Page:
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Why Change Is So Hard (for Some)

There’s an old saying that people fear change. If that were true, people would not play the lottery. They would not uproot themselves and travel across the world for job opportunities or a chance at what they see as a better life.

In fact, most people do not fear change; what they fear are the unforeseen negative consequences of change. And when their current situation is stable, the fear of what might happen can be enough to prevent action.  This is why people often seek to motivate by invoking two specific drivers; fear and greed.

Fear – the idea that change will prevent a catastrophic future disaster is a powerful tool. We hear it all the time in Washington debates (think the debt ceiling), environmental advocacy (climate change threatens the survival of the human race), etc. In fact, this lever is pulled so often that it is losing its credibility. Like the old story of Chicken Little, we’ve been told the sky is falling so often that at this point, we’re skeptical unless or until we actually see the cracks forming. And by then it may be too late. 

Greed – another powerful force that we’re told in inherent in human nature is the desire to have a bigger house, nicer car, designer clothes etc. This is at the heart of the consumer culture. Economies have been built – but so have bubbles – when emotion takes over rational thought. This is true of everything from fads (pet rocks, or the one ‘must-have’ toy for the holidays). The ‘new’ internet economy which is real leads to its not-so-distant cousin the bubble. Oddly enough, it is the 1960s idealists who became the yuppies of the 1980s and became the every exemplars of shallow consumerism.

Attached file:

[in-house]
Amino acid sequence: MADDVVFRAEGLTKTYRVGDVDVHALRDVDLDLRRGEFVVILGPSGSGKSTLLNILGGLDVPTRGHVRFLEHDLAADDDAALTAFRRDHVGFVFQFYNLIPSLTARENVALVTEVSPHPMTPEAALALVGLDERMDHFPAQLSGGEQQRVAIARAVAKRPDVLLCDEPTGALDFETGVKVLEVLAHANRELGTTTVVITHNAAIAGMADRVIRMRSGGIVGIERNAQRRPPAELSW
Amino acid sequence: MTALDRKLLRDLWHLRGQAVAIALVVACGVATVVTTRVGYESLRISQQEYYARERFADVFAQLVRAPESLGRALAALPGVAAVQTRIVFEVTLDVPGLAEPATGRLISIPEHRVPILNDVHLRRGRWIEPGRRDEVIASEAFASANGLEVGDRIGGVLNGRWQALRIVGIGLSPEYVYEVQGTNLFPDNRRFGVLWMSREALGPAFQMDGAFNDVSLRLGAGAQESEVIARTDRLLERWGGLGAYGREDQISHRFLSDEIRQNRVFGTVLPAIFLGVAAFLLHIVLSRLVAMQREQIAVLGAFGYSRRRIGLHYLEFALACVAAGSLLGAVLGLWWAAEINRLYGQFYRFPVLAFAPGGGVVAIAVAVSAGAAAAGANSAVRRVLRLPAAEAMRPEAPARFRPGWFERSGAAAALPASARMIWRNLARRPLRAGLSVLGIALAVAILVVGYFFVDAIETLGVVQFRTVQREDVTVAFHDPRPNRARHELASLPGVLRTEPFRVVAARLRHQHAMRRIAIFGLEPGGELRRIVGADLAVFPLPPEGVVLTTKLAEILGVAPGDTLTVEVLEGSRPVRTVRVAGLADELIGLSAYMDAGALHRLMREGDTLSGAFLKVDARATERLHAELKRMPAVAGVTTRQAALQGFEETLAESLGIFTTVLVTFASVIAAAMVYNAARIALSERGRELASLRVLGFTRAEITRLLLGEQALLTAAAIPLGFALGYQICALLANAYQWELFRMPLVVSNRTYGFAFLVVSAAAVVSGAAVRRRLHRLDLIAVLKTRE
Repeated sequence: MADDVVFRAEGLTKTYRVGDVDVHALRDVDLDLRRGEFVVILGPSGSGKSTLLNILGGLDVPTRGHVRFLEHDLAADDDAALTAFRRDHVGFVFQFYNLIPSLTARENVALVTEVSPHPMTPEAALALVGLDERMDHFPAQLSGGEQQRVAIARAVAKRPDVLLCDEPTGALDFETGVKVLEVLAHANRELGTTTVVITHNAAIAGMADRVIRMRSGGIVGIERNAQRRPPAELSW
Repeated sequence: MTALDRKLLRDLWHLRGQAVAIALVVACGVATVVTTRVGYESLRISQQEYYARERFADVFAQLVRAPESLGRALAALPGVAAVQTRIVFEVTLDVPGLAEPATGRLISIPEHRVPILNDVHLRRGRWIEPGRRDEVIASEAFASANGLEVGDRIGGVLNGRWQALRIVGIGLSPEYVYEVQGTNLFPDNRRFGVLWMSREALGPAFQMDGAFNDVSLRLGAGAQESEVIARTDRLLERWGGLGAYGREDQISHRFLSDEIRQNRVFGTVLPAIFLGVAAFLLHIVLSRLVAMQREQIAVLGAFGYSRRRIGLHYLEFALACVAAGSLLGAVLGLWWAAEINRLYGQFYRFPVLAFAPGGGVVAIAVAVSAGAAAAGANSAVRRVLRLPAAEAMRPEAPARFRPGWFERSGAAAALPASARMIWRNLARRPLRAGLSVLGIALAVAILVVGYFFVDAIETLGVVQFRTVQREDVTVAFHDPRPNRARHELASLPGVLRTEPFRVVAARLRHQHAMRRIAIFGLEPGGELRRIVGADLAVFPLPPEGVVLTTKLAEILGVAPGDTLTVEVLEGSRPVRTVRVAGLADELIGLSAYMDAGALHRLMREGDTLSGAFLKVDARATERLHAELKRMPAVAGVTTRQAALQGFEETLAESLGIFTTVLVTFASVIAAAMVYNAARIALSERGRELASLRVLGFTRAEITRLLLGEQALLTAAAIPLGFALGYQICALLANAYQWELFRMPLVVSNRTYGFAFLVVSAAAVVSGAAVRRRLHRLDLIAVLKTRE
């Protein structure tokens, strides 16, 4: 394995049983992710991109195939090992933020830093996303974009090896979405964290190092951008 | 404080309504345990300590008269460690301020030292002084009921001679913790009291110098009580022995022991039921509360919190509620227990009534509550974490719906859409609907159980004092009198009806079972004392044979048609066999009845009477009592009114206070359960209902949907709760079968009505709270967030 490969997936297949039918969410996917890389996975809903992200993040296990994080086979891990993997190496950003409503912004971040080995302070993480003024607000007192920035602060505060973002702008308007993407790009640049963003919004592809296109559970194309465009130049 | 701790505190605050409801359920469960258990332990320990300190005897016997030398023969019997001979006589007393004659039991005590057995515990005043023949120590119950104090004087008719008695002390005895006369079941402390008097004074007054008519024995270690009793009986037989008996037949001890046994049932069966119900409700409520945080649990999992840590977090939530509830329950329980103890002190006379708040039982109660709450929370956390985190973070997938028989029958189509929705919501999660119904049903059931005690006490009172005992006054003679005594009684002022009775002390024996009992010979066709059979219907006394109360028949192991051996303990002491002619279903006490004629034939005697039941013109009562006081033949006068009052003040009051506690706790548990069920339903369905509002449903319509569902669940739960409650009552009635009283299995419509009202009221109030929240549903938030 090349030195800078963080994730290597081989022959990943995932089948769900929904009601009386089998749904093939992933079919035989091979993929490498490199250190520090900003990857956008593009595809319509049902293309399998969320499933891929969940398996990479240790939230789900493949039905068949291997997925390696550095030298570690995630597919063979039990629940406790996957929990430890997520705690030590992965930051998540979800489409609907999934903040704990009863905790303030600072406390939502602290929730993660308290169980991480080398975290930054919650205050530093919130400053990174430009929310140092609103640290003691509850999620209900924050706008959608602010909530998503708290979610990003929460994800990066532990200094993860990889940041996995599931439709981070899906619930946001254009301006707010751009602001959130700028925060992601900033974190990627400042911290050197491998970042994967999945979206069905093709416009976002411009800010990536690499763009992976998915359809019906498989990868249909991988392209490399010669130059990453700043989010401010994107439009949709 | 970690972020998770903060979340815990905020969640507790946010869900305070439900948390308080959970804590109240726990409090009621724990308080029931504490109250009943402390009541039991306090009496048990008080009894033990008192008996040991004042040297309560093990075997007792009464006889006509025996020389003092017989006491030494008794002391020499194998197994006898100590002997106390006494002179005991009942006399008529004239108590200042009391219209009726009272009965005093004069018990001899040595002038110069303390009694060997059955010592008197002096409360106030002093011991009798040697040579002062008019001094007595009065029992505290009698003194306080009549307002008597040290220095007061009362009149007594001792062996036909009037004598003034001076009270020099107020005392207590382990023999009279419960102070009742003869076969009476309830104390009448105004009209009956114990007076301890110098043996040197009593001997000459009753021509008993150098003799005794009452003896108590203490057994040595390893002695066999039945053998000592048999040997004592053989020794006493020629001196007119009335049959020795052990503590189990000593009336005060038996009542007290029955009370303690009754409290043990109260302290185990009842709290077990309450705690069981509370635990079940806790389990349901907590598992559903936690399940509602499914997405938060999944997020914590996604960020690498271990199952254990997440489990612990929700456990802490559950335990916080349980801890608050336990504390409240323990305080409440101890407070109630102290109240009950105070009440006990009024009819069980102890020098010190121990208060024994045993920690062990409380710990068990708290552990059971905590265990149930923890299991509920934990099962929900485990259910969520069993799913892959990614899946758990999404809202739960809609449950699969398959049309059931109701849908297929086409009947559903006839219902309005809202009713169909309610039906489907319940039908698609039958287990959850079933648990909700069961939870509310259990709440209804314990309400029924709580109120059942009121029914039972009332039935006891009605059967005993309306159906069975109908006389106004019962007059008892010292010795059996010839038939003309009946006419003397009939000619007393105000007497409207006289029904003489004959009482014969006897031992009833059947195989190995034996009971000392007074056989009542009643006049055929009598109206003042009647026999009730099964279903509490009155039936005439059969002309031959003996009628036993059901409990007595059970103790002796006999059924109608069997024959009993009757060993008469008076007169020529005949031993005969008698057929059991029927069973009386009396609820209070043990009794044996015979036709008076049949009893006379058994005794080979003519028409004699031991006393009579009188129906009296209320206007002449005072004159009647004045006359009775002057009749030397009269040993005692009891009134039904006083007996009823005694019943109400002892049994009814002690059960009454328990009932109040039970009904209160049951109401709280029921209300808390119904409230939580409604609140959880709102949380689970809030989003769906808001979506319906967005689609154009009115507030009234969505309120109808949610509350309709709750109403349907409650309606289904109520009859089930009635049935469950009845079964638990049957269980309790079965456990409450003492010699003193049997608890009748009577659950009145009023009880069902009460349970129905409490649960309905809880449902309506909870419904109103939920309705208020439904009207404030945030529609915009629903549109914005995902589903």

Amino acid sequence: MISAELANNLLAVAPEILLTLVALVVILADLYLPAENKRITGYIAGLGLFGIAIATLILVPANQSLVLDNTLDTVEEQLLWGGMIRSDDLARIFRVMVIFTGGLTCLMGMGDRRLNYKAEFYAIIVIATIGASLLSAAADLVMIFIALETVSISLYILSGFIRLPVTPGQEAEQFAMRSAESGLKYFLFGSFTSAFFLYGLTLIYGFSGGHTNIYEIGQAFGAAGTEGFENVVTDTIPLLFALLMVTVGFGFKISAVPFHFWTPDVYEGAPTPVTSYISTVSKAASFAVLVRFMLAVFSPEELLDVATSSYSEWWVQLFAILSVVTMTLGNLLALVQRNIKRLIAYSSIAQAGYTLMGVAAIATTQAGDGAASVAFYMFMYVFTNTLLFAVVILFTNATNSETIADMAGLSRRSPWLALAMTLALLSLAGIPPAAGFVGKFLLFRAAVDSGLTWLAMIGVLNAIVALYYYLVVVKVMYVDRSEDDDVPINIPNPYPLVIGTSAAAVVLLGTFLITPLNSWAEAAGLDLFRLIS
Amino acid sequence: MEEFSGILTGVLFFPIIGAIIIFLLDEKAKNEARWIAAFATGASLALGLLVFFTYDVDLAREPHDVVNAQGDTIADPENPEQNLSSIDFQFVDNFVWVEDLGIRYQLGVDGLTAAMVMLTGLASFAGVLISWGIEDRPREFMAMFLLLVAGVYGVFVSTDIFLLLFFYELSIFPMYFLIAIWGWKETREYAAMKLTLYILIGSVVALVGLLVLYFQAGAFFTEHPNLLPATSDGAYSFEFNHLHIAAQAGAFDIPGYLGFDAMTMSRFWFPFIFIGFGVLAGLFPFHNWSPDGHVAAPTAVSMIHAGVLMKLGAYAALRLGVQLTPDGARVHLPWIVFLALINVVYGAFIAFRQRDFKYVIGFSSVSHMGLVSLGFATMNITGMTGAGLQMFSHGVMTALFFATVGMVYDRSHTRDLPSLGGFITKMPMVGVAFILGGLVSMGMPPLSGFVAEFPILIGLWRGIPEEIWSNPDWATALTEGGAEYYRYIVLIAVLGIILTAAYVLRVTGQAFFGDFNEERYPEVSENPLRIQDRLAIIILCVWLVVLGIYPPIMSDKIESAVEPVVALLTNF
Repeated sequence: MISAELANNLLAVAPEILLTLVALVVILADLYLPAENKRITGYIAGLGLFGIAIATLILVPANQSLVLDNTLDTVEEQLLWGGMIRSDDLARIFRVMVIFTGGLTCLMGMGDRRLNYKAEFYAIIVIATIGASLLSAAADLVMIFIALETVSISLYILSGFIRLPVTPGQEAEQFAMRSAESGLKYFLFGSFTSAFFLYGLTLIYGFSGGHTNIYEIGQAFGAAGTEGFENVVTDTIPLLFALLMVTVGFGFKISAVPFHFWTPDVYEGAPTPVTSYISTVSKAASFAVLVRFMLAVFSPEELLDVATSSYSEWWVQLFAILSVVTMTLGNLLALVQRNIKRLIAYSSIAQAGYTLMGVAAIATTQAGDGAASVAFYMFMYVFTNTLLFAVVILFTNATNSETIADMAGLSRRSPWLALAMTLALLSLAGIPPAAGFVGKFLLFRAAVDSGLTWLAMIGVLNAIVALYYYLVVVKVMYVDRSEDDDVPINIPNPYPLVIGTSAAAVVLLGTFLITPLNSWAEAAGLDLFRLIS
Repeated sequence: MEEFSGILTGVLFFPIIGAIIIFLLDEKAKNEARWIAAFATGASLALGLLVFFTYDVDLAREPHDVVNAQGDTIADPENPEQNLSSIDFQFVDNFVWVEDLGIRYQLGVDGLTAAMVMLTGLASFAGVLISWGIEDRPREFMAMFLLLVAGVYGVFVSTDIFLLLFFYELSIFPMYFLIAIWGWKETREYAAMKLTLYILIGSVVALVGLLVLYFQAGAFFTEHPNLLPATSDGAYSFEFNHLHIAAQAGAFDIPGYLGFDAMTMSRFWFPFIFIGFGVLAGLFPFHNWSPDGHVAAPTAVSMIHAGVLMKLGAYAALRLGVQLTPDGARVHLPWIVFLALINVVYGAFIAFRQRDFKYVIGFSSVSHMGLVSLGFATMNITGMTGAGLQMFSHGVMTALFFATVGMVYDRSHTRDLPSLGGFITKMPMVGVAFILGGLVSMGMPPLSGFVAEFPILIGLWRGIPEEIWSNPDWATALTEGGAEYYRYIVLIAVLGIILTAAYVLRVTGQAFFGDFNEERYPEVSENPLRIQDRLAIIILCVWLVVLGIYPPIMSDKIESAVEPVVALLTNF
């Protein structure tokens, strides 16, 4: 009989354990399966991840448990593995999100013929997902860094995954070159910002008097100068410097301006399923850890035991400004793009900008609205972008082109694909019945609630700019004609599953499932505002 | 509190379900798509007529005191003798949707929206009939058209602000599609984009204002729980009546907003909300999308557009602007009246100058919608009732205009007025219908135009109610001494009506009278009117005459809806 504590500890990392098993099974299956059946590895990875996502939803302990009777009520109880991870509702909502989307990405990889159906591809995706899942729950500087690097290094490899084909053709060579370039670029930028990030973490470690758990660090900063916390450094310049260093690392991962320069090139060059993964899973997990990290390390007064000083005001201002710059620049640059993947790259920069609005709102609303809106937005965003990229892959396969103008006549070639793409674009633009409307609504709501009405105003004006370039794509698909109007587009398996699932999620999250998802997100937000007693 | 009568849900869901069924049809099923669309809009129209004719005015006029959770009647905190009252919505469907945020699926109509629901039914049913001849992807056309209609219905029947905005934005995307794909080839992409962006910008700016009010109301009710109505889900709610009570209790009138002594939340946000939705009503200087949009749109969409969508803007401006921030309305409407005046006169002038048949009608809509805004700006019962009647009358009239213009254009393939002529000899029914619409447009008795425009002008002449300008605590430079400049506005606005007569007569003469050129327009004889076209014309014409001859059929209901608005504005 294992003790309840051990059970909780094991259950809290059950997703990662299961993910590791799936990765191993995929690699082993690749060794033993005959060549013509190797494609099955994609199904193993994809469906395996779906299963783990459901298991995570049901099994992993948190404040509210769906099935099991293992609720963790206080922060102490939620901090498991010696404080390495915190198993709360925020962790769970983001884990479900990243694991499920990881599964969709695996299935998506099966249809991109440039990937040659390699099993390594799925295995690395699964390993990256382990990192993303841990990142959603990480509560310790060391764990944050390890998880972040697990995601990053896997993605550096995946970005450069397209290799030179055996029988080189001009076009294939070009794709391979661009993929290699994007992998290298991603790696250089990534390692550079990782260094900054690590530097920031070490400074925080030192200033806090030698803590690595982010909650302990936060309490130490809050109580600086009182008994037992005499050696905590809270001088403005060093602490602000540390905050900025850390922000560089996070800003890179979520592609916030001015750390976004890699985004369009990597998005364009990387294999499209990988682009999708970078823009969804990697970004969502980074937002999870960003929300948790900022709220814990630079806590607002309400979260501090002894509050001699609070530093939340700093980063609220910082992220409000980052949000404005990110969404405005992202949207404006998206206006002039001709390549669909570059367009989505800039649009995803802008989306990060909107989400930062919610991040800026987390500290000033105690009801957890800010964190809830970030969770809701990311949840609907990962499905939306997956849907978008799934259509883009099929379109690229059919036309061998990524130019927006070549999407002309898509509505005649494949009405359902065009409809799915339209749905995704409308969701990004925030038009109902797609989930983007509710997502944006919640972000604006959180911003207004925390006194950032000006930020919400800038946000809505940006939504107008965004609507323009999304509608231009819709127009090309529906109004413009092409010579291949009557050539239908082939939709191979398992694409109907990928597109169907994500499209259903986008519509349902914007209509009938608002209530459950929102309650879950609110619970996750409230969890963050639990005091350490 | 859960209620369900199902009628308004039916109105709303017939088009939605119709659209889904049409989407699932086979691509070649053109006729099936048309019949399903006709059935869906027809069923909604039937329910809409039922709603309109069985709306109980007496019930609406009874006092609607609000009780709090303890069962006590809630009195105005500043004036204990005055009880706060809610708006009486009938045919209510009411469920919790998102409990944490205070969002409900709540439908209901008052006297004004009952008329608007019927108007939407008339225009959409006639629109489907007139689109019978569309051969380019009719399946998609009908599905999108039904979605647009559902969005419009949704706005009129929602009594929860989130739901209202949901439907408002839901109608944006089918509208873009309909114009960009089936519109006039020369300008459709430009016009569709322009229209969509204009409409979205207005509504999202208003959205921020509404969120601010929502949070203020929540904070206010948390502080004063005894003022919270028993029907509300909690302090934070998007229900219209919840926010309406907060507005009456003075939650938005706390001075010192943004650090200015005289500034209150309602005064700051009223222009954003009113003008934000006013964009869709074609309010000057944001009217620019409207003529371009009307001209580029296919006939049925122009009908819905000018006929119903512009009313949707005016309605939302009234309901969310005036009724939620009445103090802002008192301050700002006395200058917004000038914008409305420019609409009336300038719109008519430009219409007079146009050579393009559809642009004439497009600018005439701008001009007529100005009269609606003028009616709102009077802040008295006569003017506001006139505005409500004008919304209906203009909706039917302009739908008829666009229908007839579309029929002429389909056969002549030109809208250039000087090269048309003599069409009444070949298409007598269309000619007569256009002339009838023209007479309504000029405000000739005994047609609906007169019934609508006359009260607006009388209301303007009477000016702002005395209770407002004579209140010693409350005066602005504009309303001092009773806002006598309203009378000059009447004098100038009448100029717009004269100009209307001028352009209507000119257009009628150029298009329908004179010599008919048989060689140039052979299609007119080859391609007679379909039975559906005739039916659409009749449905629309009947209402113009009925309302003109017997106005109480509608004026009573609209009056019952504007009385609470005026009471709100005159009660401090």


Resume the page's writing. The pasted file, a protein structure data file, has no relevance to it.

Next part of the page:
In today’s world there is a third lever that is increasingly in evidence among the younger people joining our workforce. And that is the idea of a ‘better future for all’ or ‘shared fate.’ Perhaps because this generation witnessed the economic devastation of 2008 they have embraced the ‘practical idealism’ expressed in the concept of a ‘rising tide raises all boats.’ Perhaps it is also because they have lived all their lives in a globally connected world where the idea of communicating and understanding people around the world is no longer new and novel, but a way of life. Love thy neighbor takes on a global perspective when the person you’re playing video games with lives on another continent.

Demonstrating that the future state is preferable to the existing is the secret to building a successful culture change around sustainability.  Perhaps this is why sustainability is gaining traction among the newest workers and those in business school today. And why those of us working in the space for the last few years find ourselves increasingly answering the question ‘how’ rather than ‘why’.